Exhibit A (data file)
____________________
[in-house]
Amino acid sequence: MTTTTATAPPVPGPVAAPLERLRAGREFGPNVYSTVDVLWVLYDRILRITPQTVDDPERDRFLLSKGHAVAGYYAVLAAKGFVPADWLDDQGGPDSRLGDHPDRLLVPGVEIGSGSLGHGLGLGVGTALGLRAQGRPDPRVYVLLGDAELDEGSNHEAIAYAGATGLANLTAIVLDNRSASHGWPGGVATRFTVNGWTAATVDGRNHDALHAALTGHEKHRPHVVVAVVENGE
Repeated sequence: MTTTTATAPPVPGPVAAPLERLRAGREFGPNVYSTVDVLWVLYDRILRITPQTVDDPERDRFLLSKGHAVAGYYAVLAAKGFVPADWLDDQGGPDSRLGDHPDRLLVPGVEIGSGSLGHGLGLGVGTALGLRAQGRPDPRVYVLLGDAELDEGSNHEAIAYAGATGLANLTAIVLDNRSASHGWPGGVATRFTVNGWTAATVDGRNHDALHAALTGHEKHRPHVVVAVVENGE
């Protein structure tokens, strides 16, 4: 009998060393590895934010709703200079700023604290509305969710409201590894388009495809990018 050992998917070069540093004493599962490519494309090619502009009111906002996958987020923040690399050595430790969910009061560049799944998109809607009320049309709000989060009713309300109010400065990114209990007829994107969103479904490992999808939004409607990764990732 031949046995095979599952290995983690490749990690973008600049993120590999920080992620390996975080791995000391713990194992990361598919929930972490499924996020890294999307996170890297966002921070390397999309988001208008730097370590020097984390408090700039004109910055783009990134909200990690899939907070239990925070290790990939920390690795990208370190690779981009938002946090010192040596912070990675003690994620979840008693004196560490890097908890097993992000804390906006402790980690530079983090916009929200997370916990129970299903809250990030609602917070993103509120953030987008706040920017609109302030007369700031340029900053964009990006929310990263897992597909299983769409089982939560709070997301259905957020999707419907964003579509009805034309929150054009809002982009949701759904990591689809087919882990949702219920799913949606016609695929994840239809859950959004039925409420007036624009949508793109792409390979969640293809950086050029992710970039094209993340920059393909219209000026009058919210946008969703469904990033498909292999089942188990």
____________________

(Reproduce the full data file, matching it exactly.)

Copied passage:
[in-house]
Amino acid sequence: MTTTTATAPPVPGPVAAPLERLRAGREFGPNVYSTVDVLWVLYDRILRITPQTVDDPERDRFLLSKGHAVAGYYAVLAAKGFVPADWLDDQGGPDSRLGDHPDRLLVPGVEIGSGSLGHGLGLGVGTALGLRAQGRPDPRVYVLLGDAELDEGSNHEAIAYAGATGLANLTAIVLDNRSASHGWPGGVATRFTVNGWTAATVDGRNHDALHAALTGHEKHRPHVVVAVVENGE
Repeated sequence: MTTTTATAPPVPGPVAAPLERLRAGREFGPNVYSTVDVLWVLYDRILRITPQTVDDPERDRFLLSKGHAVAGYYAVLAAKGFVPADWLDDQGGPDSRLGDHPDRLLVPGVEIGSGSLGHGLGLGVGTALGLRAQGRPDPRVYVLLGDAELDEGSNHEAIAYAGATGLANLTAIVLDNRSASHGWPGGVATRFTVNGWTAATVDGRNHDALHAALTGHEKHRPHVVVAVVENGE
């Protein structure tokens, strides 16, 4: 009998060393590895934010709703200079700023604290509305969710409201590894388009495809990018 050992998917070069540093004493599962490519494309090619502009009111906002996958987020923040690399050595430790969910009061560049799944998109809607009320049309709000989060009713309300109010400065990114209990007829994107969103479904490992999808939004409607990764990732 031949046995095979599952290995983690490749990690973008600049993120590999920080992620390996975080791995000391713990194992990361598919929930972490499924996020890294999307996170890297966002921070390397999309988001208008730097370590020097984390408090700039004109910055783009990134909200990690899939907070239990925070290790990939920390690795990208370190690779981009938002946090010192040596912070990675003690994620979840008693004196560490890097908890097993992000804390906006402790980690530079983090916009929200997370916990129970299903809250990030609602917070993103509120953030987008706040920017609109302030007369700031340029900053964009990006929310990263897992597909299983769409089982939560709070997301259905957020999707419907964003579509009805034309929150054009809002982009949701759904990591689809087919882990949702219920799913949606016609695929994840239809859950959004039925409420007036624009949508793109792409390979969640293809950086050029992710970039094209993340920059393909219209000026009058919210946008969703469904990033498909292999089942188990």